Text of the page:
Time and a plan: England stars can shine at Euro 2024

Time and a plan: England stars can shine at Euro 2024

This England team are filled with players used to winning at their clubs with total faith in their managers’ systems. It becomes ingrained when you work at it on a daily basis.

International football is different. Phil Foden has been with Pep Guardiola for years and, after a full season at Real Madrid, Jude Bellingham knows exactly what Carlo Ancelotti wants.

It’s harder when players are thrown together. You don’t automatically perform with the same freedom if you’re struggling to find the right wavelength.

Fans can’t expect England to be a well-oiled machine like City but what is possible is to have clarity about the team plan. That needs to happen against Slovakia today.

During the group stages, Gareth Southgate’s players have seemed split between going on the front foot and staying patient to protect their own goal. In the knockouts, there can’t be any confusion with the mindset.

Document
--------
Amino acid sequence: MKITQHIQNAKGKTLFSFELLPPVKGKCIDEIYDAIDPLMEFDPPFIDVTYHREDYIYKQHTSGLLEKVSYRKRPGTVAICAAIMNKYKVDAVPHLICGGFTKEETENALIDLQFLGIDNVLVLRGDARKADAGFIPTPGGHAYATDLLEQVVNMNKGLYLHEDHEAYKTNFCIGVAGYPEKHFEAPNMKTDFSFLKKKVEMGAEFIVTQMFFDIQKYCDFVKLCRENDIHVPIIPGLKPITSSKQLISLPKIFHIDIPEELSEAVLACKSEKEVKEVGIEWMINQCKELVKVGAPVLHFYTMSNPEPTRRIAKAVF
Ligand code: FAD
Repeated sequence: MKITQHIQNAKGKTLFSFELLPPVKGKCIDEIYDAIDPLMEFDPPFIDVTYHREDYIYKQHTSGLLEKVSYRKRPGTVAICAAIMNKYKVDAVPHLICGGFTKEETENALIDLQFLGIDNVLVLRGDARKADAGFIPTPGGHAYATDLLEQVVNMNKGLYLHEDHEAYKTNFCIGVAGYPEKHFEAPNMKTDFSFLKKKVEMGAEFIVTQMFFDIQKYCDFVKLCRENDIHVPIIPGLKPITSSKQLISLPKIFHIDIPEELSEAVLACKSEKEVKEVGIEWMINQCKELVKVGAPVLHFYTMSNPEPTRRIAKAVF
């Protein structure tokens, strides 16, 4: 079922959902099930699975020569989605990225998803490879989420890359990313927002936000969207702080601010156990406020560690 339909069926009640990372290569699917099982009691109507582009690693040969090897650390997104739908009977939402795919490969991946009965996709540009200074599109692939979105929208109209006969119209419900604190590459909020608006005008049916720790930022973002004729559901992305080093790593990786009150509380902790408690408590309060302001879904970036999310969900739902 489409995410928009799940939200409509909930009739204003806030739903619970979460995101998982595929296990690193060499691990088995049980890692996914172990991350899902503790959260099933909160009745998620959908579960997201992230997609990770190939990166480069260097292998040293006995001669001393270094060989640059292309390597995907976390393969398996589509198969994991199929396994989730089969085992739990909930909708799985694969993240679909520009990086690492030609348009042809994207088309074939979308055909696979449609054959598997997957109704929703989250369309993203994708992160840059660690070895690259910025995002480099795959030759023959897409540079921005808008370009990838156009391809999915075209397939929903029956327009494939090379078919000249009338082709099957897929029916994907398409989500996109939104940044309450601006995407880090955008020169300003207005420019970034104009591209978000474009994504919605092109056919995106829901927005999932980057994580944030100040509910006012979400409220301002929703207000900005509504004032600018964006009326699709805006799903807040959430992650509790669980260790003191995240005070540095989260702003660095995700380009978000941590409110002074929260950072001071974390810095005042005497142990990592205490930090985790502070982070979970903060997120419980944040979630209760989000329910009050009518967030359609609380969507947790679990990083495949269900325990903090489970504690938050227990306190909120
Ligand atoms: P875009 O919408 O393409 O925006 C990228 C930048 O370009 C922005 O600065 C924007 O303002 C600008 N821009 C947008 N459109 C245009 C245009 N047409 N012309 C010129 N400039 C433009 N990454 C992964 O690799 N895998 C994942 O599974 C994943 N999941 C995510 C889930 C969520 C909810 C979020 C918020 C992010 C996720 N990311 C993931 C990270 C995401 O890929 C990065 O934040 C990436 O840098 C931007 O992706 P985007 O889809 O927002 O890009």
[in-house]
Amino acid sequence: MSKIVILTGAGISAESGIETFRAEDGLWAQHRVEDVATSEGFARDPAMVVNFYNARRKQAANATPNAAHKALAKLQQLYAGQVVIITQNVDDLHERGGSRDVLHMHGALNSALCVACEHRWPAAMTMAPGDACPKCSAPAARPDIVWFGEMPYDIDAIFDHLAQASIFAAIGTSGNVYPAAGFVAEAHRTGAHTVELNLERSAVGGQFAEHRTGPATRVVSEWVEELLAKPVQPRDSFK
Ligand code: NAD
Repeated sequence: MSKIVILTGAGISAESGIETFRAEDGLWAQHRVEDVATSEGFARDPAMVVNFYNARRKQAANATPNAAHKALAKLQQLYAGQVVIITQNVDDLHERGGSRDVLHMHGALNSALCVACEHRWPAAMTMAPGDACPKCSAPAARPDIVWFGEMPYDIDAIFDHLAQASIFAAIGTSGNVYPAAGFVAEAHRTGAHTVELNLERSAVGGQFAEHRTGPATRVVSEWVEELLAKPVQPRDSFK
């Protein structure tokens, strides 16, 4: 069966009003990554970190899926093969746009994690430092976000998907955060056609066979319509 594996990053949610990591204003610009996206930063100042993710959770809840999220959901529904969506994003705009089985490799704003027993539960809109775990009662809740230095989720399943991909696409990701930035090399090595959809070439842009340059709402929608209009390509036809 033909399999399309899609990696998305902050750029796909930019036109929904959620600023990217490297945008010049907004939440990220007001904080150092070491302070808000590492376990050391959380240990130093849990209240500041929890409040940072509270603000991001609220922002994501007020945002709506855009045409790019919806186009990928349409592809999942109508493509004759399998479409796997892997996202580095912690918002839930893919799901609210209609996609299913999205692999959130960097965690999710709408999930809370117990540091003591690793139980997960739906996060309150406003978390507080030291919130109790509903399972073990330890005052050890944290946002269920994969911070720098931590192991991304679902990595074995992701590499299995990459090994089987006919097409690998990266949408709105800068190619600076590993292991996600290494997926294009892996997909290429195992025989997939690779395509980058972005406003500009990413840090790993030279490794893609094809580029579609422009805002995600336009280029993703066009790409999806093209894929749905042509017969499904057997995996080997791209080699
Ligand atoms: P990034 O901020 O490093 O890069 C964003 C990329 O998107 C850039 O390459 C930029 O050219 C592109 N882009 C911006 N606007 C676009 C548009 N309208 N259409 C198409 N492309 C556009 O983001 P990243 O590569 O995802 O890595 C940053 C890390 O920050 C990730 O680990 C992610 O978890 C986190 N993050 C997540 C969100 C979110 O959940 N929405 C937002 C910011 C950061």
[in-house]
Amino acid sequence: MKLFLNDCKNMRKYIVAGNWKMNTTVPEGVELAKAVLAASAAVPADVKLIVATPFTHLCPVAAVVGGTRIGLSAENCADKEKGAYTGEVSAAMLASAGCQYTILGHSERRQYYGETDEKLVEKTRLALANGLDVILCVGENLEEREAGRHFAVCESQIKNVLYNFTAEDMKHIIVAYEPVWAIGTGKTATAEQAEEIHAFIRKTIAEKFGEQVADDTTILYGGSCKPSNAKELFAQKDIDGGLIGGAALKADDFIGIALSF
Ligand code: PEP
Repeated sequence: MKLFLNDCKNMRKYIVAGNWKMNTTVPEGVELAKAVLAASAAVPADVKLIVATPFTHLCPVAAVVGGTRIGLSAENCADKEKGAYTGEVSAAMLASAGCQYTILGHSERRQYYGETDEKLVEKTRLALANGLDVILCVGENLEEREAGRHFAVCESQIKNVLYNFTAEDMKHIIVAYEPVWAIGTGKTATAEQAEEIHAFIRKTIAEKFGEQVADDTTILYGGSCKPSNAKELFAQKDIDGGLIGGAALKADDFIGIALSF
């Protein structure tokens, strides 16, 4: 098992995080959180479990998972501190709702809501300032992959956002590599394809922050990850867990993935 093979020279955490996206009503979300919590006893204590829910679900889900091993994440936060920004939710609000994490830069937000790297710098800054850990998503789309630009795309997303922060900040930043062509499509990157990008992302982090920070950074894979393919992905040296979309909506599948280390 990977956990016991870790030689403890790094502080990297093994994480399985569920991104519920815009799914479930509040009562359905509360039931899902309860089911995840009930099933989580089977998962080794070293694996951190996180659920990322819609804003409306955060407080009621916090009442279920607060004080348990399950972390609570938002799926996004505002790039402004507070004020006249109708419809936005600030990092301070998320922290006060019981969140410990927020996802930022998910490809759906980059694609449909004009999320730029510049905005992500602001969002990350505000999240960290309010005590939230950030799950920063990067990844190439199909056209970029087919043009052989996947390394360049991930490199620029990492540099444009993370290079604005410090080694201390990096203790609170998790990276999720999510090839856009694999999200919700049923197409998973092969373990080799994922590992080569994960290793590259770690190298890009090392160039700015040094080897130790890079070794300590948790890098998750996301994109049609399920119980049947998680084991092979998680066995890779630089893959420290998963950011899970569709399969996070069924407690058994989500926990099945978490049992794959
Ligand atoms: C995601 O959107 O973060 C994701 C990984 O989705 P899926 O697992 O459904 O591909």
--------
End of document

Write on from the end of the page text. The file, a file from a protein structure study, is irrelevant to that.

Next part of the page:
England are filled with players used to winning at their clubs with total faith in their managers’ systems

Fans can’t expect England to be a well-oiled machine like Manchester City but what is possible is to have clarity about the team plan

Fans can’t expect England to be a well-oiled machine like Manchester City but what is possible is to have clarity about the team plan

I can see why it’s been a Catch-22 for Southgate. He’ll know major international tournaments are usually won on sound defence and pragmatism.

It worked for Portugal at Euro 2016, France at the 2018 World Cup and Italy three years ago.

The flip side is that the current England players are used to playing more expansively under Mikel Arteta, Guardiola and Ancelotti.

Southgate won’t purposefully be asking his players to defend deep but neither does he want to take as much risk as those clubs. Hence England haven’t got the balance right, which has left the squad frustrated and confused.

It was only the last half-hour against Slovenia that there was a joined-up plan. We were committed to being bold, the back four pushed up and it allowed our pressure to be more concerted.

It has to be the template for the next game, even if Harry Kane isn’t the most dynamic of centre-forwards in leading the press.

Against Slovakia, I think we’ll see a lot of the ball and can be adventurous because their strikers don’t have the pace to get in behind on the counter-attack.